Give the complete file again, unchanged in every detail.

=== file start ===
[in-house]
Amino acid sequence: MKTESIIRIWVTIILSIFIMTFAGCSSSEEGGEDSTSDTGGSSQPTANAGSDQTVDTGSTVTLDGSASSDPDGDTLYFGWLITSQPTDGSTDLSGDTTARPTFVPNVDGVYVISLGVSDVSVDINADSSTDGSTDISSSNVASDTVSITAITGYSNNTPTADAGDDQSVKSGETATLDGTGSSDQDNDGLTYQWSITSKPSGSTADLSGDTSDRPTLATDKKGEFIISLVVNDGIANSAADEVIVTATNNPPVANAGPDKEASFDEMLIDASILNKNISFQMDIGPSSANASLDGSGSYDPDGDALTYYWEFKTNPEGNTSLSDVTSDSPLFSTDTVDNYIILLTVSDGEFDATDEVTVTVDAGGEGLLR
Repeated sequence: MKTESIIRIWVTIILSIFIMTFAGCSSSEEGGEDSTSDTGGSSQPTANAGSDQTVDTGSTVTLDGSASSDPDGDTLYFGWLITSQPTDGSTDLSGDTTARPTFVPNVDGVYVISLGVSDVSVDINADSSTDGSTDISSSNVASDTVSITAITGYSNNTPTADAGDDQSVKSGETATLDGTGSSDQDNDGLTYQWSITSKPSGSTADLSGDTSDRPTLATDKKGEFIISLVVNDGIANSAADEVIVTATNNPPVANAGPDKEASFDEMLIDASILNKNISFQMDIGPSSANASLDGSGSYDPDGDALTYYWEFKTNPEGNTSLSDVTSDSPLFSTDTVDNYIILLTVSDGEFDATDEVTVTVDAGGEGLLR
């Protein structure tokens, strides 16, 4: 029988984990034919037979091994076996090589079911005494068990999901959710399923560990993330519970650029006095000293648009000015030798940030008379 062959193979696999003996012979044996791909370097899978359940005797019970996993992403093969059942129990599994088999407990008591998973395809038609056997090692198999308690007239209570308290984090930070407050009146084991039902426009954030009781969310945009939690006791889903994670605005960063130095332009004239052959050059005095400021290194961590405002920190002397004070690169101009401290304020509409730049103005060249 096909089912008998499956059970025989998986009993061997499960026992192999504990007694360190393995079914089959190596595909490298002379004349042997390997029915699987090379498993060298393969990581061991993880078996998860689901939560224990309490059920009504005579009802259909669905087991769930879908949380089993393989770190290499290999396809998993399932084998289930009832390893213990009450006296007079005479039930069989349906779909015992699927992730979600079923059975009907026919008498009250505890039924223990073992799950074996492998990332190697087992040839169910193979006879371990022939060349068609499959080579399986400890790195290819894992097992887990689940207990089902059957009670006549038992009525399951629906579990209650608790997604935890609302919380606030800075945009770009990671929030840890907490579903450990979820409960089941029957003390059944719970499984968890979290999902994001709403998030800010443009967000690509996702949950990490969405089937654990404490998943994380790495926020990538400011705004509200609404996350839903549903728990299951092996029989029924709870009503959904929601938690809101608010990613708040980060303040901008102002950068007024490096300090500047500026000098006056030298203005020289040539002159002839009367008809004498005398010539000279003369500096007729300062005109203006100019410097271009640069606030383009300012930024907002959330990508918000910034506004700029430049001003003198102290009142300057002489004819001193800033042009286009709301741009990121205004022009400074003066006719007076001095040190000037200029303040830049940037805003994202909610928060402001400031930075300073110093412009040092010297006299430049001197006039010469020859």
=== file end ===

[in-house]
Amino acid sequence: MKTESIIRIWVTIILSIFIMTFAGCSSSEEGGEDSTSDTGGSSQPTANAGSDQTVDTGSTVTLDGSASSDPDGDTLYFGWLITSQPTDGSTDLSGDTTARPTFVPNVDGVYVISLGVSDVSVDINADSSTDGSTDISSSNVASDTVSITAITGYSNNTPTADAGDDQSVKSGETATLDGTGSSDQDNDGLTYQWSITSKPSGSTADLSGDTSDRPTLATDKKGEFIISLVVNDGIANSAADEVIVTATNNPPVANAGPDKEASFDEMLIDASILNKNISFQMDIGPSSANASLDGSGSYDPDGDALTYYWEFKTNPEGNTSLSDVTSDSPLFSTDTVDNYIILLTVSDGEFDATDEVTVTVDAGGEGLLR
Repeated sequence: MKTESIIRIWVTIILSIFIMTFAGCSSSEEGGEDSTSDTGGSSQPTANAGSDQTVDTGSTVTLDGSASSDPDGDTLYFGWLITSQPTDGSTDLSGDTTARPTFVPNVDGVYVISLGVSDVSVDINADSSTDGSTDISSSNVASDTVSITAITGYSNNTPTADAGDDQSVKSGETATLDGTGSSDQDNDGLTYQWSITSKPSGSTADLSGDTSDRPTLATDKKGEFIISLVVNDGIANSAADEVIVTATNNPPVANAGPDKEASFDEMLIDASILNKNISFQMDIGPSSANASLDGSGSYDPDGDALTYYWEFKTNPEGNTSLSDVTSDSPLFSTDTVDNYIILLTVSDGEFDATDEVTVTVDAGGEGLLR
């Protein structure tokens, strides 16, 4: 029988984990034919037979091994076996090589079911005494068990999901959710399923560990993330519970650029006095000293648009000015030798940030008379 062959193979696999003996012979044996791909370097899978359940005797019970996993992403093969059942129990599994088999407990008591998973395809038609056997090692198999308690007239209570308290984090930070407050009146084991039902426009954030009781969310945009939690006791889903994670605005960063130095332009004239052959050059005095400021290194961590405002920190002397004070690169101009401290304020509409730049103005060249 096909089912008998499956059970025989998986009993061997499960026992192999504990007694360190393995079914089959190596595909490298002379004349042997390997029915699987090379498993060298393969990581061991993880078996998860689901939560224990309490059920009504005579009802259909669905087991769930879908949380089993393989770190290499290999396809998993399932084998289930009832390893213990009450006296007079005479039930069989349906779909015992699927992730979600079923059975009907026919008498009250505890039924223990073992799950074996492998990332190697087992040839169910193979006879371990022939060349068609499959080579399986400890790195290819894992097992887990689940207990089902059957009670006549038992009525399951629906579990209650608790997604935890609302919380606030800075945009770009990671929030840890907490579903450990979820409960089941029957003390059944719970499984968890979290999902994001709403998030800010443009967000690509996702949950990490969405089937654990404490998943994380790495926020990538400011705004509200609404996350839903549903728990299951092996029989029924709870009503959904929601938690809101608010990613708040980060303040901008102002950068007024490096300090500047500026000098006056030298203005020289040539002159002839009367008809004498005398010539000279003369500096007729300062005109203006100019410097271009640069606030383009300012930024907002959330990508918000910034506004700029430049001003003198102290009142300057002489004819001193800033042009286009709301741009990121205004022009400074003066006719007076001095040190000037200029303040830049940037805003994202909610928060402001400031930075300073110093412009040092010297006299430049001197006039010469020859």